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Review of Utawarerumono

ByVote: 8hexashadow13 on 2021-02-27
Reviewtl;dr: A solid remake of a title that has a pretty good story and great atmosphere, though somewhat weak game play.

Utawarerumono: Prelude to the Fallen is a remake of the original Utawarerumono released way back in 2002. A sequel to the first game was released in 2015 with a sequel to that in 2016. This remake of the first was then released in 2018. The company, Aquaplus, that released Utawarerumono way back then was a very different company than they are now. For one, they used to be a PC centered eroge developer and are now a more console oriented game developer. Thus, to a degree it was pretty strange that they released a sequel to one of their eroge 13 years later, though it also had an all ages release and an anime so I suppose it wasn’t too strange. The original eroge got a fan translation so I played that about a decade ago. It’s been a while though, so I felt it was worth it to play through it again before moving on to the sequels and thankfully I managed to put off playing the sequels long enough for a remake of the original to be released. Thus, this review is from the perspective of someone that had played the original, but barely remembered most of it, though does have somewhat of a nostalgic fondness for it.

This game is a combination of SRPG and visual novel, and overall I’d have to say it leans slightly more towards having the focus on visual novel than on SRPG. During the VN portions, the player simply reads the story. There is no clear divide, but I consider the story as being divided into a main story and side stories, though they intermix quite a bit. The main story generally involves dealing with various conflicts and political issues and proceeds in a linear fashion with no input from the player, but this is also where all the SRPG battles occur. The side stories are more slice of life and are focused more on the characters and allow the player to choose what order to do events in, though with one exception that is missable, all events will be performed before reaching the end of the game. They also do have an impact on the main story so side stories may not be the best term but is the best that I could come up with. Generally the way things flow is that while there is peace it is in side stories mode where alongside developing characters it also has hints of an upcoming conflict, which ultimately leads to the conflict emerging and it moving into main story mode.

In terms of the main story it is one that is very end loaded it feels like. There are a lot of different aspects to the main story. The first three quarters are pretty simplistic, and involve Hakuowlo slowly rising in the ranks and gaining power, prestige, and allies, and struggling with how to do right by them. It’s nothing too original or exceptional, dealing with the standard themes and such you would expect from such a story with no major surprises, but it’s pretty well told. The ending to the main story gets quite a bit more complicated. There are hints and such throughout the story, but the last quarter involves a lot of pretty much straight up info dumping regarding the nature of Hakuowlo and the world. This story turns out to be quite complex with multiple layers and reframes a lot from what previously occurred in the story. I would say it does get kind of convoluted, heavily in part due to how fast everything is dropped. For the same reason, the ending makes sense and does carry a certain level of impact, but it feels like things changed too much too quickly to lead into it and thus it didn’t have as much impact as it could have.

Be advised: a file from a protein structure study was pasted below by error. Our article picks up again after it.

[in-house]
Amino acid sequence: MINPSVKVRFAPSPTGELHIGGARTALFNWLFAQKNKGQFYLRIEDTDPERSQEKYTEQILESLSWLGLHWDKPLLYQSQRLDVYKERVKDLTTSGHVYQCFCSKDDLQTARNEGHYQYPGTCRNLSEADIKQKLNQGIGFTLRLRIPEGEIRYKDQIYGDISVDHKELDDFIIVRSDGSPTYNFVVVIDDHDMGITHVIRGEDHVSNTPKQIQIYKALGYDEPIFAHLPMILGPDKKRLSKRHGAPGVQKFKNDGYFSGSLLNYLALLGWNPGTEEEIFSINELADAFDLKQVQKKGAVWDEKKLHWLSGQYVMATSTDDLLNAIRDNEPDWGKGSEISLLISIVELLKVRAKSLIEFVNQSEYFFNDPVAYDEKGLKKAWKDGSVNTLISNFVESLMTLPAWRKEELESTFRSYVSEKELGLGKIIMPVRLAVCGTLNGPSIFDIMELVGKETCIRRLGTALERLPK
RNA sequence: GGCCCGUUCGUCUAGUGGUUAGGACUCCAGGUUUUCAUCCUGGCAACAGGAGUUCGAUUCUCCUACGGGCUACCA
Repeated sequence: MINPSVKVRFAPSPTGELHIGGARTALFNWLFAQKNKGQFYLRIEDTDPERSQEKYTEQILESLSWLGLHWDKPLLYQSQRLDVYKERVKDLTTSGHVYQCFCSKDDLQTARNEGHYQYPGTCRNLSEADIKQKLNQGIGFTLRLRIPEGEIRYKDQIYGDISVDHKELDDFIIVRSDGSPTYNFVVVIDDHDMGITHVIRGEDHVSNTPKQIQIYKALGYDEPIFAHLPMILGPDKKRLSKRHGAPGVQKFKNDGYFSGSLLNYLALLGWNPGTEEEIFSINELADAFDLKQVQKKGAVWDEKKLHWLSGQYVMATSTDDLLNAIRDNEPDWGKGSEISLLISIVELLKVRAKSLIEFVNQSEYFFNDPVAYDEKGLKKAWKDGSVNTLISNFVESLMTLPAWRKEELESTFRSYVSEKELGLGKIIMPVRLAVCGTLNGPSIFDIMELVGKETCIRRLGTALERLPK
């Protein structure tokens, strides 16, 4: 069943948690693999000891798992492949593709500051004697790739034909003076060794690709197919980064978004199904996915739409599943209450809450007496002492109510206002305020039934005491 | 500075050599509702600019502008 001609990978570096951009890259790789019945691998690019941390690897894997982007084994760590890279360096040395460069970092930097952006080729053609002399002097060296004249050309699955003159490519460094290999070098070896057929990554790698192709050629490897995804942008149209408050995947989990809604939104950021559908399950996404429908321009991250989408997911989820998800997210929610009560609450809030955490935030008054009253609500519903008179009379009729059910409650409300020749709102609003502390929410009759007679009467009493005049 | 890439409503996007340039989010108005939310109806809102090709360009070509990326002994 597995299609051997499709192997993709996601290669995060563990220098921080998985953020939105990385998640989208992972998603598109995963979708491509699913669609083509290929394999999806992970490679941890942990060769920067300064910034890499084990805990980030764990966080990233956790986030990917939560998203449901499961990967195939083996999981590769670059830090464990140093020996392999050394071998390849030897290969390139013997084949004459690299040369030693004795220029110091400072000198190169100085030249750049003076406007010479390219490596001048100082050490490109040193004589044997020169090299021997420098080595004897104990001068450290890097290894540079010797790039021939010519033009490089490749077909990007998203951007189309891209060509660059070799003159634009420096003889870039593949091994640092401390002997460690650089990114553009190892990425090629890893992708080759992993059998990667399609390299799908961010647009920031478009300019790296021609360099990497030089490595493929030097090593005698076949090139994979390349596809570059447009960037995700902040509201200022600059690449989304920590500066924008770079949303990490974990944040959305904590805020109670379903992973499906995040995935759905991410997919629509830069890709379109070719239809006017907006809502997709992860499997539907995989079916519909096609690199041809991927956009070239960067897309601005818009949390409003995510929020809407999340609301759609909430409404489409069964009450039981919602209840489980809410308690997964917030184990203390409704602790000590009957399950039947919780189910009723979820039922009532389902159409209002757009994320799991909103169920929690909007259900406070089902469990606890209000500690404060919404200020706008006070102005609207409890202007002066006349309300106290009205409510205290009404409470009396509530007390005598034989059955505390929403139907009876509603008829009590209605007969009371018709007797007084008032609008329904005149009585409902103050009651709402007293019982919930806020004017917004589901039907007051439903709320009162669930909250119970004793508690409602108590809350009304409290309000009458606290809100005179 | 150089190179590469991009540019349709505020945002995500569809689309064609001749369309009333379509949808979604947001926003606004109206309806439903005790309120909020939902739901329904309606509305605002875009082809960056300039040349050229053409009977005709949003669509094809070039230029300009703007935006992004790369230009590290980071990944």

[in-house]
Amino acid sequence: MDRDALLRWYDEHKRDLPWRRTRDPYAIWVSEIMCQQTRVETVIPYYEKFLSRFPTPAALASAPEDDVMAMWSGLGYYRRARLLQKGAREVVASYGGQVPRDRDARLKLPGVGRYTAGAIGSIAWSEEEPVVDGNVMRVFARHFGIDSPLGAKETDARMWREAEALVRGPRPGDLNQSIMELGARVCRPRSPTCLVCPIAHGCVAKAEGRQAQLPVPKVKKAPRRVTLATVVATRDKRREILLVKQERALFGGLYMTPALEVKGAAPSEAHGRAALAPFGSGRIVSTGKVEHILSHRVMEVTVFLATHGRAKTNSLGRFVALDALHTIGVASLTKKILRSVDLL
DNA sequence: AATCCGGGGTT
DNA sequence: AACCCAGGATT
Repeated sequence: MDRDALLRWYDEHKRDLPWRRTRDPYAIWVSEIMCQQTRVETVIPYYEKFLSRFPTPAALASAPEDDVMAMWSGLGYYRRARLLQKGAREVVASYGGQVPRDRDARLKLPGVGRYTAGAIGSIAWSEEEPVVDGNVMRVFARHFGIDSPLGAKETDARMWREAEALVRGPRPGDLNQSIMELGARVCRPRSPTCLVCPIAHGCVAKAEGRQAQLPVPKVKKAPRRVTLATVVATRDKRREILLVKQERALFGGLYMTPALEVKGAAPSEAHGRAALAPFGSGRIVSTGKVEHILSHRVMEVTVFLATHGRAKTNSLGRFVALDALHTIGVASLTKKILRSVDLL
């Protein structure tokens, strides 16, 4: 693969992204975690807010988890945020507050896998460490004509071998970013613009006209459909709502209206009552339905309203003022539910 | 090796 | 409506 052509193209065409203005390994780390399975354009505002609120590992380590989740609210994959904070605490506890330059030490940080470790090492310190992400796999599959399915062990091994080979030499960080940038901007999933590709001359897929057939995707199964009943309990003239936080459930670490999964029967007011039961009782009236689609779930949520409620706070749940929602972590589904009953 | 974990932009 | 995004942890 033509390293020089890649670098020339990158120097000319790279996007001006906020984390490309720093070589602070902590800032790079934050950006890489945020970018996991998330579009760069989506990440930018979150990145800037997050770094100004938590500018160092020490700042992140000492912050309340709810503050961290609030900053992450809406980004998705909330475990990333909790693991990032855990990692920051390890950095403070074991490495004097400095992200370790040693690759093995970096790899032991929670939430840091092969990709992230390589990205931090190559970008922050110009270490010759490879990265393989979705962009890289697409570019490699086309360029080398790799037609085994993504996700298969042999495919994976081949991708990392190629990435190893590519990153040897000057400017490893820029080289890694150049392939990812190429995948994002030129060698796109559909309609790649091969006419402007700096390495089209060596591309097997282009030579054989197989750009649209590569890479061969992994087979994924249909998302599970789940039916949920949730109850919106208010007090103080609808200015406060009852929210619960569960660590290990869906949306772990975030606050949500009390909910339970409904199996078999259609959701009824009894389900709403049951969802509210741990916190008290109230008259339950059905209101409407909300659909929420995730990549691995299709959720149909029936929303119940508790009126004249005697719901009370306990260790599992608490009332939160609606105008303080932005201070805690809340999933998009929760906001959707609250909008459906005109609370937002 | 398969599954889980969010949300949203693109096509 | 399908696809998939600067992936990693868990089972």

In terms of the side story, it felt like it served as a good balance to the more intense portions during the main story where it was generally much more lighthearted, and though serious moments did occur, they were of a more personal nature than what occurred during the main story. The overall cast was decent, but it didn’t really feel like any of them really stood out that much. Most character’s stories involved them getting fleshed out, but it didn’t really feel that they got much development, which made things feel kind of slow at times. Though this could just be me over comparing this to the original, I feel like this is heavily in part due to the game originally being an eroge. As an eroge, most of the character’s focused on had stories involving sex scenes. Said sex scenes were removed in this, but for the most part weren’t written around very well and thus things just felt kind of incomplete in the end and the romance in general felt pretty weak. There was an exception to that in Ulthury’s story in that the ending essentially got completely rewritten into something different to accommodate for the changes in this version and managed to land quite well. The epilogue was centered entirely around the cast and I appreciate how it was pretty extended in that it provided a look at what all of them were doing. Though at the same time, it’s one of those endings that’s trying to be kind of mysterious while clearly suggesting something, but it completely lacks subtlety, so I feel it might as well have just gone all in and been explicit with what it was hinting at.